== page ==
In old-school economics, it was assumed that humans are rational actors, acting based on selfish motives, and that by understanding this, we would be able to predict economic outcomes. However, this mentality baffled Daniel Kahneman, who together with Amos Tversky researched this topic. Kahneman, who from years in
psychology knew that, in his words,
“[I]t is self-evident that
people are neither fully rational nor completely selfish, and
that their tastes are anything but stable.”
Through decades of research with Tversky, Kahneman demonstrated that all humans suffer from cognitive biases—unconscious, irrational brain processes that distort how we see the world.
Kahneman and Tversky discovered more than 150.
The Framing Effect is one of them, which demonstrates that people respond differently to the same choice depending on how it is framed (people place greater value on moving from 90 percent to 100 percent—high probability to certainty—than from 45 percent to 55 percent, even though they’re both ten percentage points).
This made me think of the latest framing around OpenAI’s announced GPT Store, which will be the app store to build your chatbots, which you can publish and monetize. The part that I found particularly interesting was the framing of “Revenue Share”. That’s a very interesting framing, almost a euphemism for nothing else than “Platform fees.”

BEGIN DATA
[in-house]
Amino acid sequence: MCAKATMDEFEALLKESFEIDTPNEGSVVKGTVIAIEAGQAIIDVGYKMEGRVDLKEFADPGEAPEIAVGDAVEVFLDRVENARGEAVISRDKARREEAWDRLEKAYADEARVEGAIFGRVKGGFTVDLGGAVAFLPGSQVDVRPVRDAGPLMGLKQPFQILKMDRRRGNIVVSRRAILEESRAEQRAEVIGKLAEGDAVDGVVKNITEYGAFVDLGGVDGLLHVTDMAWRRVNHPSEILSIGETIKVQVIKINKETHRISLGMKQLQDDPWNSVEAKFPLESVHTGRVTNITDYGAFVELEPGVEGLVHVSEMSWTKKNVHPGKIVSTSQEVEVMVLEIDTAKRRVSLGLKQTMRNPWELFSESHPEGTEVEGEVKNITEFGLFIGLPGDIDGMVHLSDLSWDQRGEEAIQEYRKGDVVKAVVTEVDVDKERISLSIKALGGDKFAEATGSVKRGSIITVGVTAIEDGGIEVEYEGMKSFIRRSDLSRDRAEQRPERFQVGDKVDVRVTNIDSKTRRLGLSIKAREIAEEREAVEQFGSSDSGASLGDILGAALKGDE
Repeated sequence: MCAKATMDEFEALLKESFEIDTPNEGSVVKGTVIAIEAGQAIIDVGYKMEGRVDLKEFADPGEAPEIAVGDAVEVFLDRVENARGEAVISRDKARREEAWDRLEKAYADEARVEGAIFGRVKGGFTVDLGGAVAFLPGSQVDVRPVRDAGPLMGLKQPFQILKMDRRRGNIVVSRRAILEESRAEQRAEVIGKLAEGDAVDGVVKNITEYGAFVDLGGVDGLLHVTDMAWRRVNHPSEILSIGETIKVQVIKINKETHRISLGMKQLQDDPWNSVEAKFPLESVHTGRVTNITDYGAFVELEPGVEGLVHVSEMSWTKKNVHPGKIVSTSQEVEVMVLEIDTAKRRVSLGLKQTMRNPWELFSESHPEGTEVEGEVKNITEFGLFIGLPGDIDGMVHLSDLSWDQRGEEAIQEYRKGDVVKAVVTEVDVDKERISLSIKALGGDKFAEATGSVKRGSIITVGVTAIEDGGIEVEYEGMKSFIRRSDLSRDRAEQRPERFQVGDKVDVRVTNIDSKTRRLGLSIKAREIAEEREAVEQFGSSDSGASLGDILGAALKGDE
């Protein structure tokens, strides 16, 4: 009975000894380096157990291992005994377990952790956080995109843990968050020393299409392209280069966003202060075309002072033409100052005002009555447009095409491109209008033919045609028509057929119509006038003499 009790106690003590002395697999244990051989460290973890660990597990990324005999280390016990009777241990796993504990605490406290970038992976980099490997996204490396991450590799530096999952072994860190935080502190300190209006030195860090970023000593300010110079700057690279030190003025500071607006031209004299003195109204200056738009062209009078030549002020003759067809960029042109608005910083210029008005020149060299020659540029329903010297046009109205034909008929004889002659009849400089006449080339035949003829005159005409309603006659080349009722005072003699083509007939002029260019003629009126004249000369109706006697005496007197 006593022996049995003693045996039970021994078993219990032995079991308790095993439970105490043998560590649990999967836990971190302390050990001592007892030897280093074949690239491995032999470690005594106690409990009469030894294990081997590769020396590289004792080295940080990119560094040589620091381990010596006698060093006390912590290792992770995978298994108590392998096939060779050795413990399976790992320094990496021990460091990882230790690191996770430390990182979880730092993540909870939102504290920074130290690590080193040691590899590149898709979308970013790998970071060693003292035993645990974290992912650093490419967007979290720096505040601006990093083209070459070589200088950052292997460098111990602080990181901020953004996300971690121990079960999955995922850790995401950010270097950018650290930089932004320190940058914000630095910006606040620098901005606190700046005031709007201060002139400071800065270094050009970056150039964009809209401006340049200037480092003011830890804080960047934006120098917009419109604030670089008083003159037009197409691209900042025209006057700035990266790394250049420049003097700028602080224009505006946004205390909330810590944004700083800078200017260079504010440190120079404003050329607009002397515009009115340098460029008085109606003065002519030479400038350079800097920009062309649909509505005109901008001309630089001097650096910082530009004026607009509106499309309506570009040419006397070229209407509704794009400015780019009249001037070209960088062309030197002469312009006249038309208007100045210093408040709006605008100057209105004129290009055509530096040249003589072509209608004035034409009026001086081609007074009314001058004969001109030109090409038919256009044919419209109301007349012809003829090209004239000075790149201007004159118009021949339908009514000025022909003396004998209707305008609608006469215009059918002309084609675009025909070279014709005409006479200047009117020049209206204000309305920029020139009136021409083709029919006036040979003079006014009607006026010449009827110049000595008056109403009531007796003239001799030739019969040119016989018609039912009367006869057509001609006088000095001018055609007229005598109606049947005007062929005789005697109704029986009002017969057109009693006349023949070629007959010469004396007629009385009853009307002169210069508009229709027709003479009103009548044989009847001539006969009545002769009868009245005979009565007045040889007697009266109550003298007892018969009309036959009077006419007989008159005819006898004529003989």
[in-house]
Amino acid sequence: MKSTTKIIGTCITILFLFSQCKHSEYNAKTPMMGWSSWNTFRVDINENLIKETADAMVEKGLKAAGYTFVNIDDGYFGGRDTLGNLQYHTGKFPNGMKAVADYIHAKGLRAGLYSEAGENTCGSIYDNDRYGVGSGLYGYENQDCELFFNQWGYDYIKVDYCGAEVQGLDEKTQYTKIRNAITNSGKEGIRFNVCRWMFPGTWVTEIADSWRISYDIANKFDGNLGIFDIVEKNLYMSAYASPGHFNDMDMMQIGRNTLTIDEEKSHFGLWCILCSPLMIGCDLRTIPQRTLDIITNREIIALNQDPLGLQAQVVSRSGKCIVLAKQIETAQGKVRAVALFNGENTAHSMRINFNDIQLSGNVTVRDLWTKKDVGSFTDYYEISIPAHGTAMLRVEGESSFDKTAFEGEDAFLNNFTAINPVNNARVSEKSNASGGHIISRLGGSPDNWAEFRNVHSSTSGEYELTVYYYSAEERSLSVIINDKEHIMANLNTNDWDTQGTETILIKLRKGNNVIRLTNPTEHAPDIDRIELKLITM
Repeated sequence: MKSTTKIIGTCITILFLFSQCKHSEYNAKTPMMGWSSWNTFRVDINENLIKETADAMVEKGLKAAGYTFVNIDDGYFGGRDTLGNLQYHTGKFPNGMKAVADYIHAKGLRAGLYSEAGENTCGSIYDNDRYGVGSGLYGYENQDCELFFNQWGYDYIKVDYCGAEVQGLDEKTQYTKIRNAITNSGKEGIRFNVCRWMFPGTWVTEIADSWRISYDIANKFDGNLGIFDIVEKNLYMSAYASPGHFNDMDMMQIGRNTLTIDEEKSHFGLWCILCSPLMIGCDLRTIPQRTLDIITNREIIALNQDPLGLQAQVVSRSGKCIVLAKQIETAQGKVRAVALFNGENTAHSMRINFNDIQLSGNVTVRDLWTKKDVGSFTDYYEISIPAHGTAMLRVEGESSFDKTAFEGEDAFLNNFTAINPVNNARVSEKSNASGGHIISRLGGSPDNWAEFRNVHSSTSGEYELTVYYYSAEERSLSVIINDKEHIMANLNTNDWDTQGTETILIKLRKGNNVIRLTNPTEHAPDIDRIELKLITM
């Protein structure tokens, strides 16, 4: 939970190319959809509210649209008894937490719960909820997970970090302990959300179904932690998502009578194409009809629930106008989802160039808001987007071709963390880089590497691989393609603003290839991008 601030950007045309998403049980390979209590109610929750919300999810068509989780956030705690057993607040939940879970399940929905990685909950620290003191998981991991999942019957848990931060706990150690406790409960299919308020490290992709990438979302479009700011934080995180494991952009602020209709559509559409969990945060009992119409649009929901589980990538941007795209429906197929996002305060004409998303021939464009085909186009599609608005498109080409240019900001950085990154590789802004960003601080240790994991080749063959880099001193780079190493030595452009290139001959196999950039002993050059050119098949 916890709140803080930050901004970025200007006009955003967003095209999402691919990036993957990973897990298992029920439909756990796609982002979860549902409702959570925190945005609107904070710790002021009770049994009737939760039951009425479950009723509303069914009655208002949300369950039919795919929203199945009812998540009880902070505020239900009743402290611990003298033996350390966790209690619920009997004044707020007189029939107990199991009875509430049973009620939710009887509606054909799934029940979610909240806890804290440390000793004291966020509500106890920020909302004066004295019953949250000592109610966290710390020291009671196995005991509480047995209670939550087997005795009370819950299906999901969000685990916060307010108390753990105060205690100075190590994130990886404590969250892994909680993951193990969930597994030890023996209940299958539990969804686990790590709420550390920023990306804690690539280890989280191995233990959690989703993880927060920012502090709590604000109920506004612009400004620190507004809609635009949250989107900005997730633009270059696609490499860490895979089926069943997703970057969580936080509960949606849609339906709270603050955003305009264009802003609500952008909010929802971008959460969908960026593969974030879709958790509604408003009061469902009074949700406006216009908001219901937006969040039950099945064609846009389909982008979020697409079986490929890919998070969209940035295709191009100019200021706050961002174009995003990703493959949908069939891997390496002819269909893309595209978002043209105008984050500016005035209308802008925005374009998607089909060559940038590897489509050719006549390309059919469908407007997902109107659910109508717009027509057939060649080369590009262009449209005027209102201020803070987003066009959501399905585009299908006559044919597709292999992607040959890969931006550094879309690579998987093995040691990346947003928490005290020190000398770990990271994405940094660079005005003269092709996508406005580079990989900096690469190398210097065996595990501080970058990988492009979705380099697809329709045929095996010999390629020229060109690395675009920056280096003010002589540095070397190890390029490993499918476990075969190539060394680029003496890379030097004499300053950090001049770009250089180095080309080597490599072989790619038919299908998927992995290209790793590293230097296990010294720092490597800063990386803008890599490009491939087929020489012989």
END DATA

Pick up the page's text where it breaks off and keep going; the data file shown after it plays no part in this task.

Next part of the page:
Apple charges 30% of all revenue coming from iOS apps in fees. It is, after all, a fee — people pay money to use the creation of someone who sat down and spent time creating it. Don’t get me wrong - without Apple and in this case, without OpenAI it wouldn’t be possible for anyone to even create something like this. They make the platform. It’s interesting to see how the framing here is focused on the positive part - “Revenue” - yes, people want revenue, and currently, being in SF, the epicenter of AI developments, I can feel the gold rush atmosphere. There’s almost a fever going on (for sure non-zero cognitive biases playing a role), people frantically trying to keep up with OpenAI and the opportunities that open up. And this little word “share”, which denotes the existence of a fee, is so innocent on the side. The messaging seems to work. People are excited, and in the last 48 hours, authors created chat bots to chat with their books. Some people try to make their personal assistants. Others replace their hand-crafted RAG system with a custom GPT. Let’s see how much revenue OpenAI will share, but I wouldn’t be surprised if it’s 70%, as with Apple.